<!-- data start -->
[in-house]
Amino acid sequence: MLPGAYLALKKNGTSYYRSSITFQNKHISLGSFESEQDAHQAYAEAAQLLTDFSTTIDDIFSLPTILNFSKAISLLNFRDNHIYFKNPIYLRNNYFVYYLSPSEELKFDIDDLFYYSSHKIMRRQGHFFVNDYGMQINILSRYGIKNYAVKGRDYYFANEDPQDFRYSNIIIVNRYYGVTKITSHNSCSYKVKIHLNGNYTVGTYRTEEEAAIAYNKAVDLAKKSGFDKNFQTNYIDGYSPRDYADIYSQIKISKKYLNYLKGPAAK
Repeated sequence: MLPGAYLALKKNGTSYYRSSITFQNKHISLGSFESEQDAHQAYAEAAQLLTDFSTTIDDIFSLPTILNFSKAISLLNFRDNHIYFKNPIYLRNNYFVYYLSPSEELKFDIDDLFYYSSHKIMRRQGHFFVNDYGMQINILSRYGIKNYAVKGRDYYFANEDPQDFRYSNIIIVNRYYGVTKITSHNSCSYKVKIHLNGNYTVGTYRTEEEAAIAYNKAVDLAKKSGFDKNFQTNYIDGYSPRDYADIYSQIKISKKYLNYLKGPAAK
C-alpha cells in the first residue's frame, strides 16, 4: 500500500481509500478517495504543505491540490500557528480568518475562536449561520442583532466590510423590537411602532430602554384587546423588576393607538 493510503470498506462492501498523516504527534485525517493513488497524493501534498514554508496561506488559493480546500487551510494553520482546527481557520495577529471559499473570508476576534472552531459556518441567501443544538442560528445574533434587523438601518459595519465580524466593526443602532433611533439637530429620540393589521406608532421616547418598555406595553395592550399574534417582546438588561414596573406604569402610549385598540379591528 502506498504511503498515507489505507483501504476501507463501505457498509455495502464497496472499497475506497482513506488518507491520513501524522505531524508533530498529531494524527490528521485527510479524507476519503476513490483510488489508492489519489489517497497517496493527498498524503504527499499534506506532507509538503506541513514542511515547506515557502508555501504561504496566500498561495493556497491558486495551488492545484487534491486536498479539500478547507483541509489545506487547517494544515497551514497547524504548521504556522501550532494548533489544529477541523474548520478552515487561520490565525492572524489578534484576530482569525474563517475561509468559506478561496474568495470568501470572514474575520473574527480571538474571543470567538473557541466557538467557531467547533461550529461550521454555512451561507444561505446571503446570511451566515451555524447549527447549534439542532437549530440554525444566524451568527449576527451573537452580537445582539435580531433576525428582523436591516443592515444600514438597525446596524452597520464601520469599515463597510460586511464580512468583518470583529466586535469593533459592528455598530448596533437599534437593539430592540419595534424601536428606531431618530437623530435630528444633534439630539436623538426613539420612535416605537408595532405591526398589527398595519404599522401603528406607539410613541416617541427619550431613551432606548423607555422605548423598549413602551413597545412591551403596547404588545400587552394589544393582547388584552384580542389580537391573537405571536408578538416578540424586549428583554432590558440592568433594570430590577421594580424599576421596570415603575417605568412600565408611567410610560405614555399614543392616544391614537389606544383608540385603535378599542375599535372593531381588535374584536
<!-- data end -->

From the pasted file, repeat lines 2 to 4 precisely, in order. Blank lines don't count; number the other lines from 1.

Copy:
Amino acid sequence: MLPGAYLALKKNGTSYYRSSITFQNKHISLGSFESEQDAHQAYAEAAQLLTDFSTTIDDIFSLPTILNFSKAISLLNFRDNHIYFKNPIYLRNNYFVYYLSPSEELKFDIDDLFYYSSHKIMRRQGHFFVNDYGMQINILSRYGIKNYAVKGRDYYFANEDPQDFRYSNIIIVNRYYGVTKITSHNSCSYKVKIHLNGNYTVGTYRTEEEAAIAYNKAVDLAKKSGFDKNFQTNYIDGYSPRDYADIYSQIKISKKYLNYLKGPAAK
Repeated sequence: MLPGAYLALKKNGTSYYRSSITFQNKHISLGSFESEQDAHQAYAEAAQLLTDFSTTIDDIFSLPTILNFSKAISLLNFRDNHIYFKNPIYLRNNYFVYYLSPSEELKFDIDDLFYYSSHKIMRRQGHFFVNDYGMQINILSRYGIKNYAVKGRDYYFANEDPQDFRYSNIIIVNRYYGVTKITSHNSCSYKVKIHLNGNYTVGTYRTEEEAAIAYNKAVDLAKKSGFDKNFQTNYIDGYSPRDYADIYSQIKISKKYLNYLKGPAAK
C-alpha cells in the first residue's frame, strides 16, 4: 500500500481509500478517495504543505491540490500557528480568518475562536449561520442583532466590510423590537411602532430602554384587546423588576393607538 493510503470498506462492501498523516504527534485525517493513488497524493501534498514554508496561506488559493480546500487551510494553520482546527481557520495577529471559499473570508476576534472552531459556518441567501443544538442560528445574533434587523438601518459595519465580524466593526443602532433611533439637530429620540393589521406608532421616547418598555406595553395592550399574534417582546438588561414596573406604569402610549385598540379591528 502506498504511503498515507489505507483501504476501507463501505457498509455495502464497496472499497475506497482513506488518507491520513501524522505531524508533530498529531494524527490528521485527510479524507476519503476513490483510488489508492489519489489517497497517496493527498498524503504527499499534506506532507509538503506541513514542511515547506515557502508555501504561504496566500498561495493556497491558486495551488492545484487534491486536498479539500478547507483541509489545506487547517494544515497551514497547524504548521504556522501550532494548533489544529477541523474548520478552515487561520490565525492572524489578534484576530482569525474563517475561509468559506478561496474568495470568501470572514474575520473574527480571538474571543470567538473557541466557538467557531467547533461550529461550521454555512451561507444561505446571503446570511451566515451555524447549527447549534439542532437549530440554525444566524451568527449576527451573537452580537445582539435580531433576525428582523436591516443592515444600514438597525446596524452597520464601520469599515463597510460586511464580512468583518470583529466586535469593533459592528455598530448596533437599534437593539430592540419595534424601536428606531431618530437623530435630528444633534439630539436623538426613539420612535416605537408595532405591526398589527398595519404599522401603528406607539410613541416617541427619550431613551432606548423607555422605548423598549413602551413597545412591551403596547404588545400587552394589544393582547388584552384580542389580537391573537405571536408578538416578540424586549428583554432590558440592568433594570430590577421594580424599576421596570415603575417605568412600565408611567410610560405614555399614543392616544391614537389606544383608540385603535378599542375599535372593531381588535374584536